Nearly 14 years ago today, some of the greatest advice in the history of online publishing was dispensed.
Twas May of 1999 when the chart-topping modern day philosopher Terius Gray (better known by his apt stage name ‘Juvenile’), applied his lyrical genius to the Internet, imploring website owners everywhere to “back that thang up.“
For those of you not up on the latest slang definitions, “thang,” of course, means “website.”
Despite his hyperbole, the truth is that you don’t need to be a “big, fine woman” or refer to Mr. Gray as “big daddy” to enjoy the benefits of one of the smartest decisions you’ll ever make with your website.
You just need to be a serious website owner with a sound disaster recovery strategy, the first step of which is always having backups you can count on (and control).
The best way to backup your website?
So what is the best way to back your thang up?
When it comes to WordPress, there are two common backup methods relied on by most site owners:
- A WordPress plugin.
- Server backups provided by a host or cPanel.
These methods work okay … for the most part. However, there are drawbacks.
First, plugins are PHP-based, which is an inefficient and unreliable way to get backups. These plugins, via PHP, attempt to communicate with the server in a way that most secure Linux servers won’t allow or make very difficult … because a hacker could do the same thing.
Because of this, backup plugins have to rely on fallback methods that often lead to a high failure rate. Furthermore, they generally use WordPress’ scheduler versus the Linux scheduler which can lead to reliability issues as well. This leads to a high failure rate.
Contrast that with how we generate our daily backups over at Synthesis, for example. We do everything at the Linux level and have maybe one failure every two years.
(Don’t worry if words like “PHP” and “Linux” are freaking you out, we’re getting to the good stuff …)
The second drawback to the plugin backup method is that the backups are stored inside of the wp-content folder. This means that if your site goes down (or experiences data corruption), your backups are going to be unavailable or corrupted as well.
As for host-provided backups, they are certainly a nice benefit. There is peace of mind in knowing that your host takes a daily backup of your site and stores a week’s worth of them.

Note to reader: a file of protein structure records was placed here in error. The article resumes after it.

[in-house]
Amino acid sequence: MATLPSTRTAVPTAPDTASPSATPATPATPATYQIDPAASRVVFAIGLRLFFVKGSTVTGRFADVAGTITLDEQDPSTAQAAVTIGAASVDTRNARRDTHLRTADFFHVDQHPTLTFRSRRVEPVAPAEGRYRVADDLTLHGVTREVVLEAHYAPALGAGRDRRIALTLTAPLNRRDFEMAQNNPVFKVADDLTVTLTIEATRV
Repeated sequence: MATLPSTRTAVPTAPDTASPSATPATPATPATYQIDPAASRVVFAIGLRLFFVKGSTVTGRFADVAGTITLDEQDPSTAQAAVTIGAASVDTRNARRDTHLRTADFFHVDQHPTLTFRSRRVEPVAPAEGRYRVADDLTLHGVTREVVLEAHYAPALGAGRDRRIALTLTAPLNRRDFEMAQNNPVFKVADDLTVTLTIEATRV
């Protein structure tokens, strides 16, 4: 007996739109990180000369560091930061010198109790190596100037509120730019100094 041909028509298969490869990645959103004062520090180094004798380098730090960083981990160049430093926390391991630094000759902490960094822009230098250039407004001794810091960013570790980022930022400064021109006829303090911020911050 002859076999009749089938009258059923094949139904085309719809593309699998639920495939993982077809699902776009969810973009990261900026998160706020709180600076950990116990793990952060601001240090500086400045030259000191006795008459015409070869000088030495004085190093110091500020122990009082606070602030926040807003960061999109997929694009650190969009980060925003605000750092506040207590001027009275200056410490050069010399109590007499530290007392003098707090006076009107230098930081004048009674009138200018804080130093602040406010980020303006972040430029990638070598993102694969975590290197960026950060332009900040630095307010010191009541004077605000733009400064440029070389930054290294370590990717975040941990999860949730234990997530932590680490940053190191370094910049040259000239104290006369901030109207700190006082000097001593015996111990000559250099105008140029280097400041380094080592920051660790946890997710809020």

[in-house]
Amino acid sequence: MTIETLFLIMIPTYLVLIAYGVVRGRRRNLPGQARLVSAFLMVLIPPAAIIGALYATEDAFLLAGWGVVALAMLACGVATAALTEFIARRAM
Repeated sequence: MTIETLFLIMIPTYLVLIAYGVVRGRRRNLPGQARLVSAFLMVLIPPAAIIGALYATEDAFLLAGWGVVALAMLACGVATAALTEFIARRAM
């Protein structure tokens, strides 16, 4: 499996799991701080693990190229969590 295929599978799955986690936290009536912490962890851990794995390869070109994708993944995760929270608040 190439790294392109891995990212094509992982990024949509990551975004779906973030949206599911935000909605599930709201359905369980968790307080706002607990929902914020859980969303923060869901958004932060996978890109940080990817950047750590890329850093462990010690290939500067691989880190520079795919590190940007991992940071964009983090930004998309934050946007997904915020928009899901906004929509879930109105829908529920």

Most managed WordPress hosts provide this, and it should be a prerequisite of any premium host you consider.
It should also be a prerequisite that your host stores these backups in a separate facility from its servers, otherwise there is a single point of failure that could down your site and take your backups with it.
But what if you hire a developer who screws something up that tanks your site, and you desperately need to access your backup files?
Or what if you get hacked and files all through your site get corrupted?
You likely have to submit a support ticket and wait for help. Every minute you’re waiting represent dollars that you’re losing, and even the most responsive support staff won’t always be able to respond to a restore request immediately.
There is a better way …
Both of these backups options — plugin and host-provided — are nice fail-safes, but they are far from optimal.
We realized this at Synthesis, which is why we developed our Personal Backups for S3 program.
This is a Linux-level process (not PHP) that backs up your entire site, and pushes it to your Amazon S3 account daily.
What does this mean for you?
It means that Synthesis customers who configure their own Personal Backups have the peace of mind of daily backups that are stored separately from their live site files. They can access these backups anytime they want to or, more importantly, need to.
And we don’t even make you call us “big daddy” to get access to Personal Backups for S3. It is free to all Synthesis customers, and it takes just five minutes to set up via the Software Monitor plugin in the WP dashboard.